What Is your favorite memory working in Private Duty? Why?  

Every patient situation is unique and memorable in its own way, but my favorite memory is probably assisting with the set-up of care for a former first lady.  My Director of Patient Care and I met with the patient’s advance team prior to her arrival.  While my DPC reviewed the clinical set up in the patient’s room, I met with a team of secret service agents, who instructed me on various security protocols.  They had me test the remote alarm our nurses would keep on them at all times.  Once I engaged the alarm, secret service agents flooded in from all entries within seconds.  It was quite impressive.  The former first lady was a lovely patient, always appreciative of her care and intensely interested in politics, even in her final years.

What is the one thing that keeps you up at night professionally?  

Especially now during a pandemic, it is the safety of our patients and employees.  Both parties deserve our utmost attention to their safekeeping.

What made you first get involved with NAHC and PDHCA?  

I first attended the annual conference. I was amazed by the size of the event, the high caliber of speakers and the fun events.  Then I attended the March on Washington.  On day one, we were ushered into a room in The Russel Senate Office Building.  It is a very historic and majestic building in the Senate.  I was amazed to see a stream of Senators come to speak to us with an obvious knowledge of home care.  At least ten percent of the senate attended, and they all understood who we were. It was clear this association has tremendous clout in Washington, DC.  That matters to me as a member.  I want the fiercest, most experienced representation available.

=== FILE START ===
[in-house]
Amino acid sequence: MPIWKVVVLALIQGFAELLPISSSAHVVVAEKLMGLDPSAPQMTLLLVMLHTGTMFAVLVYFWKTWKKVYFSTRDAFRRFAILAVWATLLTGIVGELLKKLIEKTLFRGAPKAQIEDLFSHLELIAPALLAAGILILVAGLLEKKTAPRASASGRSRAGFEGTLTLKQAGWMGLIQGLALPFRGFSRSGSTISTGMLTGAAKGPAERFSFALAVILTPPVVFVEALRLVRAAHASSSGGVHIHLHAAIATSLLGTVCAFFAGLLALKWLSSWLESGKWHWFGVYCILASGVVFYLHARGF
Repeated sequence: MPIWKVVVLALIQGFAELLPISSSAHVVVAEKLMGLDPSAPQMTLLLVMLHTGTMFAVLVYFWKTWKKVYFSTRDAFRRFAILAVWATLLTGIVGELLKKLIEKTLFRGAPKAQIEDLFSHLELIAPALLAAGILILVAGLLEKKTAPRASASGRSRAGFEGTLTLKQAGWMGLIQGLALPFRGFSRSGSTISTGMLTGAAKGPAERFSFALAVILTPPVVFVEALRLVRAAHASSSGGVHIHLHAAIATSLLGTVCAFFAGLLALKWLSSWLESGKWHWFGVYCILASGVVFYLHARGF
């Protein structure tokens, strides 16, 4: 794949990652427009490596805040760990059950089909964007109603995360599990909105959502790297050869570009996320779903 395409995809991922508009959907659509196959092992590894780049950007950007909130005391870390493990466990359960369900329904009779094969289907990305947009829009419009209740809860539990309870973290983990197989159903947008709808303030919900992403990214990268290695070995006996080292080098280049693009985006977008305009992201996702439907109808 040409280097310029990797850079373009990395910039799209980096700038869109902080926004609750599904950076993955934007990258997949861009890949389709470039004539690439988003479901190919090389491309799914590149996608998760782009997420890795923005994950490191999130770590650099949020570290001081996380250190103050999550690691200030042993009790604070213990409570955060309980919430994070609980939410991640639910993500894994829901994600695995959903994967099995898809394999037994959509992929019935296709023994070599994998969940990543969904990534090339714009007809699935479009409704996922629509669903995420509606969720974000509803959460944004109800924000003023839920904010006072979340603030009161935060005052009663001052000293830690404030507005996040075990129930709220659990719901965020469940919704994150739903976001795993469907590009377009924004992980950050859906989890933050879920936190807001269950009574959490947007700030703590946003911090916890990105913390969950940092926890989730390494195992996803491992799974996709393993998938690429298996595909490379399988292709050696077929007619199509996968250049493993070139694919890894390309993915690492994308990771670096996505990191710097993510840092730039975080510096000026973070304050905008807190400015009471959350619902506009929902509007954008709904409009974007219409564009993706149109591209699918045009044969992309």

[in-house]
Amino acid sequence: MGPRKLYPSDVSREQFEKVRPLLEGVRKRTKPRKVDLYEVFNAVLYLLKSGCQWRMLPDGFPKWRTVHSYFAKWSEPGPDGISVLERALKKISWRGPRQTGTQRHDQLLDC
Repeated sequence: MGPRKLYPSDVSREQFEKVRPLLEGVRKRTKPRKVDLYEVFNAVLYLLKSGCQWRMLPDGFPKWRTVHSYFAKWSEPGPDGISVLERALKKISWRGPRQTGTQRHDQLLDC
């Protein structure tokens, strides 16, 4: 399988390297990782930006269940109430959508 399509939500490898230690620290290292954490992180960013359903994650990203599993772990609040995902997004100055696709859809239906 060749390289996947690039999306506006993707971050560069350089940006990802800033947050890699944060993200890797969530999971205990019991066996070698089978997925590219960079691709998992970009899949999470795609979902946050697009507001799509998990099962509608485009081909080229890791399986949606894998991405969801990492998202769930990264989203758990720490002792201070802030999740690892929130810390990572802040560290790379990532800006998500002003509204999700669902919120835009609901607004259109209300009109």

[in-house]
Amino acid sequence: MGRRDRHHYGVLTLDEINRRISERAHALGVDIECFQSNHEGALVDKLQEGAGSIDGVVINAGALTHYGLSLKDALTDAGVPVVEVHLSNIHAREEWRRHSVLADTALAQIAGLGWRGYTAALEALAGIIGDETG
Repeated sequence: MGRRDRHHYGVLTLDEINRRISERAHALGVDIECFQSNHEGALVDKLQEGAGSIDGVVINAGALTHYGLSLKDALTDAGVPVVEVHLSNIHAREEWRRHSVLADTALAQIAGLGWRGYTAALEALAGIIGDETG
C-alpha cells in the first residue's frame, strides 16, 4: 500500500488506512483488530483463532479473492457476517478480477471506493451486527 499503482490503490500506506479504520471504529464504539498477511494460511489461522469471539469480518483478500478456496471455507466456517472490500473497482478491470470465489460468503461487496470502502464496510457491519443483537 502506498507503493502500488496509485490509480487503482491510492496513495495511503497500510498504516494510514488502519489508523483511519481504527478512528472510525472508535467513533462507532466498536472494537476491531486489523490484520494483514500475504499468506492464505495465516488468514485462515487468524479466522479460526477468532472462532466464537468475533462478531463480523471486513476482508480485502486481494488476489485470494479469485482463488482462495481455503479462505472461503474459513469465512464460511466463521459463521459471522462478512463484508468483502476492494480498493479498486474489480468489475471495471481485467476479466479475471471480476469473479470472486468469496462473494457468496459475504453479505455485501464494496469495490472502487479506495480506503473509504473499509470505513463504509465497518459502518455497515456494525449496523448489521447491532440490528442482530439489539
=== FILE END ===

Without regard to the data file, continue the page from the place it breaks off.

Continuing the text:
What would you say to someone considering becoming a NAHC/PDHCA member?  

I would say NAHC/PDHCA is definitely the right choice.  It is the oldest national association representing home care interests.  Its staff is at the top of their field in legislative and regulatory advocacy. It offers high quality education as well as a wide range of member engagement opportunities within many specialized committees and workgroups.  

What would you say to someone who was considering a career in private duty home care?

I would tell them there are tremendous opportunities in the world of private duty home care, either working as a clinician or in the administrative side of the business.  I’ve seen countless examples of aides coming to work for us then climbing the career ladder to LVN or RN.  It’s a great way for someone considering the nursing profession to get a realistic view from the inside.  One of our managers started with us over 20 years ago as an aide who wanted to try working on the administrative side of the business.  With continued training, she has risen in our ranks over the years and is now a top manager in our company.  Finally, private duty has proven itself to be tenacious.  It is one of those sectors that seem to be largely recession proof and pandemic proof.  

On behalf of everyone at the National Association for Home Care and Hospice, we thank Brittnei  for her detailed and candid responses. We are grateful to have you as our chair and distinguished member of the PD Advisory Board and thank you for your dedication, commitment and passion to the Private Duty home care industry.